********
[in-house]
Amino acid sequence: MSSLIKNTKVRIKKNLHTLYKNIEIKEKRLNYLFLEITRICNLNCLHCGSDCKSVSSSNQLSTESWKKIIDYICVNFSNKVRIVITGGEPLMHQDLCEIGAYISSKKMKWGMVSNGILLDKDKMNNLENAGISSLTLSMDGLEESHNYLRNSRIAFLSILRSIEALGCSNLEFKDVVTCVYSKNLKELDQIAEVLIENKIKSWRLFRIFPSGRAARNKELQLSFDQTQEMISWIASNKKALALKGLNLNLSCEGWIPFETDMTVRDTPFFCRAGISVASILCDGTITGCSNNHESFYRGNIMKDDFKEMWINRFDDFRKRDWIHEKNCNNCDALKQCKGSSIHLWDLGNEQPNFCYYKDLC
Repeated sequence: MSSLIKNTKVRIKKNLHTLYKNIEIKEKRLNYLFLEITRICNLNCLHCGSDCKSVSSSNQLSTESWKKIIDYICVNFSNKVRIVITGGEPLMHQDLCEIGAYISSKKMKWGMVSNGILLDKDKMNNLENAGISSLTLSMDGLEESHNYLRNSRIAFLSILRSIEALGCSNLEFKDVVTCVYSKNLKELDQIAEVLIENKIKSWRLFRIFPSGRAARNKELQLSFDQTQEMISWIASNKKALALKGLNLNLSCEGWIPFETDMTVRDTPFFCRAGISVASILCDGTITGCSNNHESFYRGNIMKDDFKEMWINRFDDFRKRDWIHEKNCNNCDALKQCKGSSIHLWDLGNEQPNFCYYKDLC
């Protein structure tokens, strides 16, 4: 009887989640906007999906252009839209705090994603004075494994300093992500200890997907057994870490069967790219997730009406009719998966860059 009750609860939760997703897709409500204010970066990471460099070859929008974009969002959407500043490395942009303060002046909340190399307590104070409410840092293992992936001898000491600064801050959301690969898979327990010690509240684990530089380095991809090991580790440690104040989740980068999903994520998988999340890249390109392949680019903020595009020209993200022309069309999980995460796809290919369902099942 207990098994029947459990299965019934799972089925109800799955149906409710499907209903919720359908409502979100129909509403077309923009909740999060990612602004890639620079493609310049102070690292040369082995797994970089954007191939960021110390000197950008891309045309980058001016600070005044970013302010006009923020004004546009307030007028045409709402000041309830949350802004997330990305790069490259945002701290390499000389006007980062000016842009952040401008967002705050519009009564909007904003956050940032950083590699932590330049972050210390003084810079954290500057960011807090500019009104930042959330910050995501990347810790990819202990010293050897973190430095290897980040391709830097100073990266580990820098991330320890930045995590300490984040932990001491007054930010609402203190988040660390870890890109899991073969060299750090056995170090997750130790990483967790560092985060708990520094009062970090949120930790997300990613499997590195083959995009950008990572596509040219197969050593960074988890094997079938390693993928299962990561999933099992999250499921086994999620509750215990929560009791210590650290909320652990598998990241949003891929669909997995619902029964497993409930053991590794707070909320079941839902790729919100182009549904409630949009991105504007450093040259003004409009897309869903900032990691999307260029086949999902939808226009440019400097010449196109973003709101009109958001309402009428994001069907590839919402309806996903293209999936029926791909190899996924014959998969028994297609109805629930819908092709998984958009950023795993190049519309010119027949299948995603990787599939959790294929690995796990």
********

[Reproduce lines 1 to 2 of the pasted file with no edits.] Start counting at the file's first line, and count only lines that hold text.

[in-house]
Amino acid sequence: MSSLIKNTKVRIKKNLHTLYKNIEIKEKRLNYLFLEITRICNLNCLHCGSDCKSVSSSNQLSTESWKKIIDYICVNFSNKVRIVITGGEPLMHQDLCEIGAYISSKKMKWGMVSNGILLDKDKMNNLENAGISSLTLSMDGLEESHNYLRNSRIAFLSILRSIEALGCSNLEFKDVVTCVYSKNLKELDQIAEVLIENKIKSWRLFRIFPSGRAARNKELQLSFDQTQEMISWIASNKKALALKGLNLNLSCEGWIPFETDMTVRDTPFFCRAGISVASILCDGTITGCSNNHESFYRGNIMKDDFKEMWINRFDDFRKRDWIHEKNCNNCDALKQCKGSSIHLWDLGNEQPNFCYYKDLC